In poll heat, Punjab lingo hots up too

Chandigarh : Winter is setting in, but the political climate in Punjab is heating up in the run-up to the state assembly elections likely in February-March next year. But adding a dash of spice is the language used by top political leaders against one another.

Terms like ‘golak chors’ (thieves who steal donation boxes at religious places), ‘maha chor’ (big time robbers), ‘alcoholic’, ‘drunk leader’, ‘bi-polar disorder’, ‘vulgar’, ‘liar’ and ‘traitor’ are part of the vocabulary being spewed by senior political leaders.

The tirade started with former chief minister and Punjab Congress president Amarinder Singh mincing no words in describing the Badals – Chief Minister Parkash Singh Badal and his son, Deputy Chief Minister Sukhbir Singh Badal – as ‘golak chors’ and ‘maha chor’.

“They are not only maha-chors but also golak chors,” Amarinder Singh has been saying at his political rallies in recent days while alleging misuse of funds at religious places by Akali Dal leaders.

“Whether it is sand, liquor, transport, cable and now the golak, they have not spared anything in the last nearly five years. I wonder how Badal’s family has continuously grown richer and richer while Punjab is getting poorer,” Amarinder said.

The Congress leader has alleged that the Badals have colluded with the Shiromani Gurdwara Parbandhak Committee (SGPC), the mini-parliament of Sikh religions which manages gurdwaras in Punjab, Haryana and Himachal Pradesh, in looting money coming from millions of devotees to Sikh shrines.

Alleging that the Badals had not even spared the Guru’s money, he said: “For the first time in history, Darbar Sahib (Golden Temple) had shown a deficit of Rs.24 crore. Where did the money go despite huge offerings made daily by devotees?” he asked.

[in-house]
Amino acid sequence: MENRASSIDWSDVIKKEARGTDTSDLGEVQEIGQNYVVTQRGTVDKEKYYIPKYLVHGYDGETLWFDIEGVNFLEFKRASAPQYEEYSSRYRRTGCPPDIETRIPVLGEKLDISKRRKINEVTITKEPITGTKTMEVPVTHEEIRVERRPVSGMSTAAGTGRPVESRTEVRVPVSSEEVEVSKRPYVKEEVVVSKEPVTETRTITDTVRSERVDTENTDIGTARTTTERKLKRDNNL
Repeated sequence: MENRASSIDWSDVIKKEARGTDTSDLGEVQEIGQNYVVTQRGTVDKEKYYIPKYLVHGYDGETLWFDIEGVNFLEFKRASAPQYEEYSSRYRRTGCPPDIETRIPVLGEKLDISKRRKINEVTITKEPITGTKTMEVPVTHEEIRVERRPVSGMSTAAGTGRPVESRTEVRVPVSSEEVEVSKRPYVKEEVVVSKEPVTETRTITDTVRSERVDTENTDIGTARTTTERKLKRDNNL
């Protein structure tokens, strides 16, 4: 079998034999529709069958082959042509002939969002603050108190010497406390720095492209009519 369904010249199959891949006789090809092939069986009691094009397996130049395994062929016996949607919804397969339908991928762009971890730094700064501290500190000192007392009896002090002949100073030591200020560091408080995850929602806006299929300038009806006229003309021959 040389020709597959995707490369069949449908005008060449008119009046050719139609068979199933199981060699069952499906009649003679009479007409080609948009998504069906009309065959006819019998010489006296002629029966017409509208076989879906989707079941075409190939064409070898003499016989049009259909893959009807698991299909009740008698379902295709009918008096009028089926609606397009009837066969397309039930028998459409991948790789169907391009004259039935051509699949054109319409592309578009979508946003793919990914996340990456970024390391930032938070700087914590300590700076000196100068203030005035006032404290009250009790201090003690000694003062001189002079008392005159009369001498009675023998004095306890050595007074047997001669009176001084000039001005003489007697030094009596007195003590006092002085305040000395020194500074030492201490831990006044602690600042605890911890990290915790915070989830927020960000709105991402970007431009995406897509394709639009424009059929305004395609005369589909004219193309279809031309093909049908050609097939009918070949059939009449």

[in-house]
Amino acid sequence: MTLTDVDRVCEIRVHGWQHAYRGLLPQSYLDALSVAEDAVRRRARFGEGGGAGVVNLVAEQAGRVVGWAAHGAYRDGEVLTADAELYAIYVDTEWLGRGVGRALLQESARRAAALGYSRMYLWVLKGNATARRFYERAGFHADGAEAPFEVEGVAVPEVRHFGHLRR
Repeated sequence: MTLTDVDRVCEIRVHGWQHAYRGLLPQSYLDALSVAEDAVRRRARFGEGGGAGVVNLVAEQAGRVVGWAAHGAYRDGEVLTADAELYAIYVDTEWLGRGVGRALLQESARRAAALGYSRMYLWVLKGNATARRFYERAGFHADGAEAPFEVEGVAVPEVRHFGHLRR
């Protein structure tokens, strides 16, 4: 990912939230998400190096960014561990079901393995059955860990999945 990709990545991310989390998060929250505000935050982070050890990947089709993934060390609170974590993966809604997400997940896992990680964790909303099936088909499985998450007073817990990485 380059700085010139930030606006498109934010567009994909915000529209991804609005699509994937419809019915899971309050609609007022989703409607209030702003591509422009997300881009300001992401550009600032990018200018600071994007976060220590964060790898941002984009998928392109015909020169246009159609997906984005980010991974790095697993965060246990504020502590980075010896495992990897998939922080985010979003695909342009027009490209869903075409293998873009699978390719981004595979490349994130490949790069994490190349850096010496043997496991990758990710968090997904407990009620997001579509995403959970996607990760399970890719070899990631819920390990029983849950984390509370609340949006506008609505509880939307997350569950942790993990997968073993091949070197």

While the Akali Dal and the SGPC reacted sharply to the accusations and the language used by Amarinder, Parkash Singh Badal has tried to downplay the use of harsh words.

“The language used in his public rallies is not that of a gentleman and the wise voters of the state would teach him lesson for it in the coming polls. It is unfortunate that by using such derogatory language against political rivals, leaders like Amarinder Singh are vitiating the atmosphere of the state,” Badal, 84, said.

“I even respect Captain Amarinder Singh but due to my firm faith in morality in public life, I cannot reply to him in his words,” Badal said.

But Badal’s mild reaction has not deterred other senior Akali Dal leaders from hitting back at Amarinder Singh.

Sukhbir Badal has accused him of massive corruption and stashing away Rs.400 crore in a Swiss bank account.

Youth Akali Dal president Bikram Singh Majithia has even demanded “that a breathalyzer test should be conducted on Amarinder every time he gets off the stage after delivering his speeches”.

Majithia said Amarinder’s speeches were “incoherent, abusive and even vulgar”.

“Something is seriously wrong and intriguing there. His speeches and his conduct closely resemble that of an alcoholic. No sober person can deliver such long winded, meaningless and bumbling speeches as Captain Amarinder Singh has been doing in recent weeks, nor resort to vulgarity in speech in the presence of ladies and children.”

“His reckless ravings that cross the limits of social decorum are typical of people suffering either from a serious personality disorder, needing psychiatric diagnosis, or of those given to alcoholism and substance abuse,” Majithia said in a statement.

Majithia said experts were saying these could be “strong symptoms of Bipolar affective disorder”.

Majithia’s onslaught against Amarinder brought a reaction from Congress legislator Sukhpal Khaira, who said: “Unlike the Akali Dal, the Congress is not a party of sons, sons-in-law and brothers-in-law where tickets are not only sold but auctioned among the claimants and people like him (Majithia is a brother-in-law of Sukhbir Badal) act like brokers.”

Akali Dal legislator Virsa Singh Valtoha called Amarinder the “fountainhead of corruption in Punjab” after Punjab Police recently found Rs.3.5 crore in cash from two vehicles near Rajpura town. The money was meant for a land deal being done by a Youth Congress leader.

“Amarinder did not want to be left behind the big scamsters belonging to his party at the national level,” Valtoha said.

The ruling Akali Dal leaders are also not sparing Badal’s nephew and former finance minister Manpreet Singh Badal who has floated his own political outfit, terming him a “liar” and “traitor”.

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